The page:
Mahabharata Characters 08 – Bhishma 07 – Transcendental devotion amidst violent confrontation
This talk is a part of the “Fascinating Mahabharata Characters” series. To know more about this course, please visit: bhakticourses.com
Transcribed by : Sadananda Das
Welcome back to the Mahabharat character series. We are discussing about Bhisma and we are right in the middle of the Mahabharat war. We discussed how at the end of the fourth day Bhisma spoke the glories of Krishna to Duryodhana and how Duryodhana had temporary second thoughts based on contemplating the position of Krishna, but again he decided to continue with his hostilities, and then the war continued in earnest. On the eight day again the fortunes of the war went up and down. Sometimes the Pandavas got the upper hand and sometimes the Kauravas got the upper hand. Bhisma still continued his formidable commandership where he was slowly grinding the Pandava forces. On the eight day again there was a fierce fight between Bhima and Duryodhana, and actually Ghatotkacha also came to assist and several warriors came to assist Bhima on the other side. Again Bhima fought so furiously that Duryodhana was wounded. Actually Duryodhana was wounded by Ghatotkacha also first and Duryodhana was wounded by Bhima also when he later had a fight, and eventually Bhima killed again several of the brothers of Duryodhana right before his eyes, and Duryodhana became filled with anger and frustration; anger at the defeat and frustration at the inability to counter the result; and at the end of the war being scorched by the enemy, burning with the wounds and burning with anger from within he went to his old friends, and Karna who had been in the sidelines welcomed Duryodhana. He said, “Oh friend, how do you fare in your fortunes. I hope you are attaining victory.” Duyodhana shook his head in exasperation and misery. He said, “Our forces are being overcome. Although Bhisma is our commandership, but still we are slowly being overcome; today I also got wounded.
Duryodhana felt humiliated to speak about how he had been again vested by Bhima. Karna immediately spoke. He said, “Just let me come in and I will defeat and kill the Pandavas.” We will discuss later how Karna had given a vow to Kunti that he would not kill the other Pandava’s except Arjuna, but still he just wanted to please Duryodhana. He said, “I will kill all the Pandavas. Just tell Bhisma to step down. Then I will come and I will overcome the Pandavas.” Duryodhana became grave. He said, “I will talk with the grandsire.” And then he went to Bhisma; and Bhisma saw the wounds on Duryodahana. He immediately used mantras and herbs and he started tending to his wounds, and as he was doing this Duryodhana spoke words which wounded Bhisma far more than the wounds that he had got on that day during the war.
Bhisma was serving him in the warfield and was serving him right now by tending to his
wounds, but he spoke words that pierced like daggers into Bhisma’s body. He said, “O grandsire, I cannot believe that while you are there as our commander the Pandavas can overcome our forces.” He paused and spoke carefully choosing his words knowing that what he was going to speak was going to cause great hurt to Bhisma, but he wanted to insight him somehow or other. He said, “If you are partial to the Pandava’s and because of that you are not fighting wholeheartedly, then you should have told me before. Then I would not have entrusted you as the commandership of my army. I was a fool that entrusting you as my commander I have practically ensured that my army would be killed by the Pandavas because you will not counter them wholeheartedly.” This charge that Bhisma was partial and was not fighting wholeheartedly stung because first of all Bhisma did not want to fight on behalf of this insolent prince, but more than that it stung because against the ksatriya honor he was fighting wholeheartedly; and to tell a ksatriya that you are not fighting wholeheartedly is like in sports sometimes you have match fixing. One team wants to win a match or in one team some players are paid so that they underperform on certain days so that the opponent team wins. So, Duryodhana was charging Bhisma similarly; it was a slur on his character and he just couldn’t tolerate it. And as he couldn’t tolerate it. Bhisma said, “Oh prince, why are you piercing me with words like this? Can’t you see that I as well as all the warriors are exerting ourselves fully to the best of our capacity to serve your interests, we are all ready to lay down our lives for you; what more do you think that son of a suta can do?” Bhisma turned away trying to control his anger, but still the words of Duryodhana stung in his heart and he said, “As per my vow I have been grinding the Pandava forces relentlessly, but listen as I take a vow for your sake tomorrow.” He sat down in meditation. Before that he took out five frightening looking fierce arrows and placed them on a cloth in front of him, looked at them, closed his eyes and went into meditation, and he chanted some sacred mantras to infuse them with great power, and when he opened his eyes he said, “I have invested all my life’s mystic power in these arrows, and this five arrows will kill the five Pandava’s.”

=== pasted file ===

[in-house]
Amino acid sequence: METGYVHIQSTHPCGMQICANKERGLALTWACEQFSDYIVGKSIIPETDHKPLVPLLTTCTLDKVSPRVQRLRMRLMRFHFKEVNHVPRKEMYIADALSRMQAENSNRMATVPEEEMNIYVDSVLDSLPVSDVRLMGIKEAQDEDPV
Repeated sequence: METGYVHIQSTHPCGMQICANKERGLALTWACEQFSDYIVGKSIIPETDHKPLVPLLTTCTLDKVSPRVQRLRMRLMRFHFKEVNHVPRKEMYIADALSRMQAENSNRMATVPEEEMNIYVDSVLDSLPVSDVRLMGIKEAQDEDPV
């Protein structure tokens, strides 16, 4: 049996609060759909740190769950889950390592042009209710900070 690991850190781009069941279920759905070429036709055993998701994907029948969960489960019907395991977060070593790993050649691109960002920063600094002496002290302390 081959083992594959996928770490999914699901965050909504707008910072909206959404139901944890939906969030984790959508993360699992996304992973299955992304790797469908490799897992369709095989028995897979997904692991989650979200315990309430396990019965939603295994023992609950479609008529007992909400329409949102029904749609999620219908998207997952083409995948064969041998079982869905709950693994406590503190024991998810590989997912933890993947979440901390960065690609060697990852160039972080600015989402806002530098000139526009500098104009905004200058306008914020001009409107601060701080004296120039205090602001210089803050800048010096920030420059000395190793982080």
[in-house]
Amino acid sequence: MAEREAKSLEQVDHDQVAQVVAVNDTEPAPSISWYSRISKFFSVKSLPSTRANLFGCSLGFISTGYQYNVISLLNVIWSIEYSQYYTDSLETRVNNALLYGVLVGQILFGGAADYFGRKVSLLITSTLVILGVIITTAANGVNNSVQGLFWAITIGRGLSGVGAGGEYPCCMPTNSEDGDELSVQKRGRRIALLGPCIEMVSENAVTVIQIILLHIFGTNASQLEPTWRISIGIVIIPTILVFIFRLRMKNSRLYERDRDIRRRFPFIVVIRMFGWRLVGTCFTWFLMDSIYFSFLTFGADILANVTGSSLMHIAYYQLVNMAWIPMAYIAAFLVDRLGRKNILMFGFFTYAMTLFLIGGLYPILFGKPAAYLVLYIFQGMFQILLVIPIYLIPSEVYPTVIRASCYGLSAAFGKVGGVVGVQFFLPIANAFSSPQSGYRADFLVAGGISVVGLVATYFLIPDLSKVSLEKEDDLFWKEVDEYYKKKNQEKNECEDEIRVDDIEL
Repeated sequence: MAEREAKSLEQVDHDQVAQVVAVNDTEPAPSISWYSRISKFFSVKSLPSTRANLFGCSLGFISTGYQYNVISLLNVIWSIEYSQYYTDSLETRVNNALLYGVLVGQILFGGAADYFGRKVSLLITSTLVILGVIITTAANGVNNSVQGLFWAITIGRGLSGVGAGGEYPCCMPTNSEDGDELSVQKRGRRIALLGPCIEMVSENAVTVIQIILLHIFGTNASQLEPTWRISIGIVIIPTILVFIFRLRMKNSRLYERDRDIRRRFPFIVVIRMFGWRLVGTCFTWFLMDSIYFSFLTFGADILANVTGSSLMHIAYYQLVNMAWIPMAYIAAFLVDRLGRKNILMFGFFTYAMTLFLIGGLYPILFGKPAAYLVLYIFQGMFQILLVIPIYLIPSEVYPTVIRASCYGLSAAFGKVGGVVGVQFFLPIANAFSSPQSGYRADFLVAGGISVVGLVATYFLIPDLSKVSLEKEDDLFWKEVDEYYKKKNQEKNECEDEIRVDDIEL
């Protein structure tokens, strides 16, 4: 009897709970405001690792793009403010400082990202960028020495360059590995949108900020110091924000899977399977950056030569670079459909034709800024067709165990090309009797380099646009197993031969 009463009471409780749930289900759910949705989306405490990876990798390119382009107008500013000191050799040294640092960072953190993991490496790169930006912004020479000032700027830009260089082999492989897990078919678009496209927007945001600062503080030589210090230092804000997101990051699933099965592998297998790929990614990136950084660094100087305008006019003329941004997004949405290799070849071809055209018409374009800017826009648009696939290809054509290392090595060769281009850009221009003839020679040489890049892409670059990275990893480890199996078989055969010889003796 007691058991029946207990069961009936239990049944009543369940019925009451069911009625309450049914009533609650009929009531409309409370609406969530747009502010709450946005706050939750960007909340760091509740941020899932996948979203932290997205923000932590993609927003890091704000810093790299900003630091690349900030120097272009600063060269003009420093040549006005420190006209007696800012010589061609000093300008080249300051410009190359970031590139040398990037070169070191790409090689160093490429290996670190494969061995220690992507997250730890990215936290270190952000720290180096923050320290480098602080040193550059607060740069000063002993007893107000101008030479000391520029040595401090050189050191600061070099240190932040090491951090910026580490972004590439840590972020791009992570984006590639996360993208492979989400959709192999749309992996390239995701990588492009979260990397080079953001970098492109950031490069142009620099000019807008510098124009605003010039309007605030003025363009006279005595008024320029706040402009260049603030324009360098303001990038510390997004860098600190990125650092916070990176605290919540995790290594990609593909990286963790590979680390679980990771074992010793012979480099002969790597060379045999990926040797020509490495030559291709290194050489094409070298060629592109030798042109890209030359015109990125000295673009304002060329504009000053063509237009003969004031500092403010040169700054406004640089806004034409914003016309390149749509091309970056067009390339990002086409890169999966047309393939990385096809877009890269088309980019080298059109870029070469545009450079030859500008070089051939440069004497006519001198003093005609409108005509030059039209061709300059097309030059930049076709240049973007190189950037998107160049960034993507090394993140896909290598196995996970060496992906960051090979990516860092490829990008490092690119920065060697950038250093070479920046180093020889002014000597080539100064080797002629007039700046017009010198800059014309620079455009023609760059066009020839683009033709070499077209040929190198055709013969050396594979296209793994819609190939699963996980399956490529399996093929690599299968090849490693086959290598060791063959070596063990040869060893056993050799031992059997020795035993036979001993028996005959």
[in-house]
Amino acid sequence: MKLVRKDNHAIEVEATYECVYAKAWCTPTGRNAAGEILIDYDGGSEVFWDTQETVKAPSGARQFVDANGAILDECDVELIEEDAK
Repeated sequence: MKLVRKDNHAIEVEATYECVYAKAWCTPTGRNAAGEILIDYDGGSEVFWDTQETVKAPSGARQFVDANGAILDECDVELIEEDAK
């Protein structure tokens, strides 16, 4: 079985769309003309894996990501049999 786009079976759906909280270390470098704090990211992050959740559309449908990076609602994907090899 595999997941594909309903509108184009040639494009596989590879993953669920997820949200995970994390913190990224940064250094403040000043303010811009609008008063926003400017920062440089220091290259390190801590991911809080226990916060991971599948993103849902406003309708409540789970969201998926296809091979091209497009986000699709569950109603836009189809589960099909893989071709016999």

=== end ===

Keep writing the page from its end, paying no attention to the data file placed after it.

Actually at the start of the war Bhisma had said that he would fight but he would not kill the Pandava’s, because he told Duryodhana, “They are like you to me. I am fighting on your side but they are also my grandsons. I cannot kill them.” But now these words incited him and he said, “I will kill the five Pandavas tomorrow with these five arrows.” Duryodhana’s heart fell with joy at the thought, “Tomorrow the war will end. If the grandsire takes a vow he will keep it.” He knew how strong Bhisma was in keeping his word.” His vow of lifelong celibacy was itself an example of his strong vows. So, he felt delighted and he told, “Wonderful!” and he thought about it. He said, “Please give me the arrows. I will keep them very safely with me and I will give you tomorrow.” He thought that nothing should go wrong. He thought, “Tomorrow the war would be over;